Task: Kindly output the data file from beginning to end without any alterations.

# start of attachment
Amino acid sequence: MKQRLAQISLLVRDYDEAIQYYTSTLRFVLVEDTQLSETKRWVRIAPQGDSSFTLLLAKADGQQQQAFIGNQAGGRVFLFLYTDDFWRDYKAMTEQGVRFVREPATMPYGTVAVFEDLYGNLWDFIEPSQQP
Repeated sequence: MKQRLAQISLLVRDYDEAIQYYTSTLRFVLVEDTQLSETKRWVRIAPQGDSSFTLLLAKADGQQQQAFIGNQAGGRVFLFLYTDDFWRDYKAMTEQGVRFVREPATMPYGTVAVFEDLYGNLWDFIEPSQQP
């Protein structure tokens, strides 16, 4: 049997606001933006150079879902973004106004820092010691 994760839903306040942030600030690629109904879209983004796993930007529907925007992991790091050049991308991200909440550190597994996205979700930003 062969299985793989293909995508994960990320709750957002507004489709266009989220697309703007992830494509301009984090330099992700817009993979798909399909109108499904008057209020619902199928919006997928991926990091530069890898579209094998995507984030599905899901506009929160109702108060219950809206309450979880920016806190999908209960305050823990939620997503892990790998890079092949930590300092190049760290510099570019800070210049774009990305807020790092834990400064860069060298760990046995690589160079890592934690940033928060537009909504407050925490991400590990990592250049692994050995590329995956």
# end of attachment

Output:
Amino acid sequence: MKQRLAQISLLVRDYDEAIQYYTSTLRFVLVEDTQLSETKRWVRIAPQGDSSFTLLLAKADGQQQQAFIGNQAGGRVFLFLYTDDFWRDYKAMTEQGVRFVREPATMPYGTVAVFEDLYGNLWDFIEPSQQP
Repeated sequence: MKQRLAQISLLVRDYDEAIQYYTSTLRFVLVEDTQLSETKRWVRIAPQGDSSFTLLLAKADGQQQQAFIGNQAGGRVFLFLYTDDFWRDYKAMTEQGVRFVREPATMPYGTVAVFEDLYGNLWDFIEPSQQP
């Protein structure tokens, strides 16, 4: 049997606001933006150079879902973004106004820092010691 994760839903306040942030600030690629109904879209983004796993930007529907925007992991790091050049991308991200909440550190597994996205979700930003 062969299985793989293909995508994960990320709750957002507004489709266009989220697309703007992830494509301009984090330099992700817009993979798909399909109108499904008057209020619902199928919006997928991926990091530069890898579209094998995507984030599905899901506009929160109702108060219950809206309450979880920016806190999908209960305050823990939620997503892990790998890079092949930590300092190049760290510099570019800070210049774009990305807020790092834990400064860069060298760990046995690589160079890592934690940033928060537009909504407050925490991400590990990592250049692994050995590329995956």